When I returned to the D.C. area in 2009, I initially practiced in Virginia as well as D.C. The problem with Virginia was that each jurisdiction – Arlington, Alexandria, Fairfax, and Prince William Counties – had a different way of doing things, and you felt foolish while trying to figure them out.
Fortunately, the lawyers who had regular practices in those jurisdictions were always very helpful. I would pull one of them aside to ask how I should do something that to him/her was second nature. The lawyers may have seen me as an interloper – poaching business that might otherwise have come their way. But, without fail, the lawyers would discreetly prevent me from looking too incompetent. (Now that I no longer practice in Virginia, I send all my referrals to the lawyers who helped me out.)
This morning, with an Arlington lawyer in D.C. Superior Court for his first arraignment, I was given the opportunity to reciprocate. Here is what every lawyer appearing in D.C. Superior Court should know about handling an arraignment for a U.S. citation.
Arraignments for U.S. citations (cases in which the arrestee was not held overnight) are held Tuesday, Wednesday and Thursday every week in C10. The courtroom opens at 9:30. Defendants without a lawyer are instructed to go to Room C-215 to be interviewed for a court-appointed lawyer. The judge – usually a magistrate judge – takes the bench at 10:00 am.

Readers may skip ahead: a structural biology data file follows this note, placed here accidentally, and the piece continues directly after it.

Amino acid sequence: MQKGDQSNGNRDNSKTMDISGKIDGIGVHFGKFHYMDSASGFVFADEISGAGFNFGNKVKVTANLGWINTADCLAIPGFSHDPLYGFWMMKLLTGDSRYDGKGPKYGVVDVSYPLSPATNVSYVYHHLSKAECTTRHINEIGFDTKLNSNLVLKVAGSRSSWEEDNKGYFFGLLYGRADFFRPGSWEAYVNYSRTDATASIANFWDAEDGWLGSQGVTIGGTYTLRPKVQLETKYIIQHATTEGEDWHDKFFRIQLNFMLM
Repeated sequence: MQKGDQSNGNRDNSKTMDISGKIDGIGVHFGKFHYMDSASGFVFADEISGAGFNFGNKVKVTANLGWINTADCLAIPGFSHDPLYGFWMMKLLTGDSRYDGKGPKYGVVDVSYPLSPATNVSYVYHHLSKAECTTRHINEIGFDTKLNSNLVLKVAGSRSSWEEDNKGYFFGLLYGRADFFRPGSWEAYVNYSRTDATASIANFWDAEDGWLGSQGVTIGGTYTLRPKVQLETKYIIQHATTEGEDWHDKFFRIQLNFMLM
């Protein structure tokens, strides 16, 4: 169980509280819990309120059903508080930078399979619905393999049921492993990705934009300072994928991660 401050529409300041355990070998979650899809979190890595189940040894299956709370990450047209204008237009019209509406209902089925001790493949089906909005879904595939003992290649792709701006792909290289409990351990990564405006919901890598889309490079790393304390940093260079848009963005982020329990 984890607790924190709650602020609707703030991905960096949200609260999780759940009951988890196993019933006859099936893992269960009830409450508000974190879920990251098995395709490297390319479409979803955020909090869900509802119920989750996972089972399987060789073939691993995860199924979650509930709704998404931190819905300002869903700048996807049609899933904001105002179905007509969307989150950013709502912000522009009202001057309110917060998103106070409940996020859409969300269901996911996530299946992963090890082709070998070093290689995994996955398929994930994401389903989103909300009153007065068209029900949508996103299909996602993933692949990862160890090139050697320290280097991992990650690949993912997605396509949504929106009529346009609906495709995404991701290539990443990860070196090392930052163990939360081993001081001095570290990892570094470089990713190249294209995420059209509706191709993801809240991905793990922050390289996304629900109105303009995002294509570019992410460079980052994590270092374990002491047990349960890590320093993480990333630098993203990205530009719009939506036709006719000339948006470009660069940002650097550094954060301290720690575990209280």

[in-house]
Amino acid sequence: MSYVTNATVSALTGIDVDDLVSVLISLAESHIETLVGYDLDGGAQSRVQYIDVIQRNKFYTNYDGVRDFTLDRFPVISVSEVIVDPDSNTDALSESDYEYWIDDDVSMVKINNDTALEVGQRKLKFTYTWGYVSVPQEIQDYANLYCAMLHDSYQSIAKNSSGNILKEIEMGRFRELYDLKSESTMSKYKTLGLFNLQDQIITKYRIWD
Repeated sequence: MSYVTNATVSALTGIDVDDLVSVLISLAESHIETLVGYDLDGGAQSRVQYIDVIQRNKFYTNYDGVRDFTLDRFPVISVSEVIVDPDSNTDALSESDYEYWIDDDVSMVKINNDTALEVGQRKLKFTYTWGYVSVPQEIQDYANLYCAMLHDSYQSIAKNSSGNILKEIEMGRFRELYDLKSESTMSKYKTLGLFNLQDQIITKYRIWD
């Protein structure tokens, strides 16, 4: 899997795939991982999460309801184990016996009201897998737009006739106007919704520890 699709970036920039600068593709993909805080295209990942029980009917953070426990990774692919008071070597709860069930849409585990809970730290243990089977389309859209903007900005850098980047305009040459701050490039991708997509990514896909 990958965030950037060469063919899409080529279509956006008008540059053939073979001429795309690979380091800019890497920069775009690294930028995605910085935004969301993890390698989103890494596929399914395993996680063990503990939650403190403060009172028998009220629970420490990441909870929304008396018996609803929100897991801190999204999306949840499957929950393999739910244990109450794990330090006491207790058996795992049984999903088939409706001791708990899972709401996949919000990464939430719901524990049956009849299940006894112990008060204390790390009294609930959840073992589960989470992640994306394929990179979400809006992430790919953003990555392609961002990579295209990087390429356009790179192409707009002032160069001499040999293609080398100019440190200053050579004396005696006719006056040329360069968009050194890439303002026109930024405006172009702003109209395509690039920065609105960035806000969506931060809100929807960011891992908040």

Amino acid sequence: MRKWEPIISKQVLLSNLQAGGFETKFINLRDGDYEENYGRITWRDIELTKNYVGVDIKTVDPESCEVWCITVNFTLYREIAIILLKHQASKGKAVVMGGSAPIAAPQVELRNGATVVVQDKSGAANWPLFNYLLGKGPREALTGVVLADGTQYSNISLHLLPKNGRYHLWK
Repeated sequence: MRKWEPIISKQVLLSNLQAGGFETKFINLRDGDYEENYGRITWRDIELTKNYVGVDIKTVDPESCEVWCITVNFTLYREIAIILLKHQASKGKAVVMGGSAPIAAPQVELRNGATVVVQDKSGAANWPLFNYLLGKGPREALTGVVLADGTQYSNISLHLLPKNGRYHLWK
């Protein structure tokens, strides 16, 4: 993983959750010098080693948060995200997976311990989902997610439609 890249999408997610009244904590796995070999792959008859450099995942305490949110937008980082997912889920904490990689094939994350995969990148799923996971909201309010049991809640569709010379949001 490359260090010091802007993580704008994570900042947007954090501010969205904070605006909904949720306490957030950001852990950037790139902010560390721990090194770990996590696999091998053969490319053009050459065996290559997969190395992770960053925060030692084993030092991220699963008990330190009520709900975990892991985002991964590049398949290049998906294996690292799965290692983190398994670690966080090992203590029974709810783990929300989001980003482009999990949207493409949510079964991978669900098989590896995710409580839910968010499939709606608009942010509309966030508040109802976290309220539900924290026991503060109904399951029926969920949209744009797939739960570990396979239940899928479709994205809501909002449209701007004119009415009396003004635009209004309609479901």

Beginning around 9:55 am, the clerk will read off all the cases (usually at least 30% of the docket) that have been no-papered (i.e., not charged). Those people are given notice of the “no-paper,” along with instructions on getting their arrest record sealed.
The clerk will begin the docket by calling retained cases (i.e., cases in which the defendant has hired his/her own lawyer). Court-appointed cases are called after that.
When a person’s case is called, the lawyer goes up to the bar of the court and stands by the microphone in front of the clerk who is calling the cases. His/her client stands to the left, a step or two behind the lawyer. The clerk hands the lawyer a copy of the criminal complaint and the prosecutor, standing further to the left, hands over discovery.
The defendant confirms his identity, and the clerk reads off the charges. The defense lawyer then says something along the following lines:
–waive a formal reading of complaint
–enter plea of not guilty
–assert constitutional rights at this and future proceedings
–ask for initial status hearing
–ask for personal recognizance in advance of that initial hearing
–[if applicable] ask for drug testing for possible diversion consideration
–note for record submission to government of request for discovery/preservation of initial discovery
The parties discuss a stay-away order if applicable. They then choose a date for the initial status hearing, and the defendant steps to the left to sign notice to return.
The defendant is instructed to report to Room C301 immediately after court to check in and to verify his/her address. So as to avoid a return trip to the courthouse, the defendant should bring a piece of mail, addressed to him/her within the last 30 days, at the address he/she would like the court to have on file.
Finally, the defendant walks around the corner to the drug testing unit to submit a urine sample. The defendant sets up a schedule for drug testing once a week. He/she then submits the sample. The defendant can wait around a couple of hours for the results. Or the defendant can come back the next day. If the sample is negative, the weekly drug testing requirement will be vacated.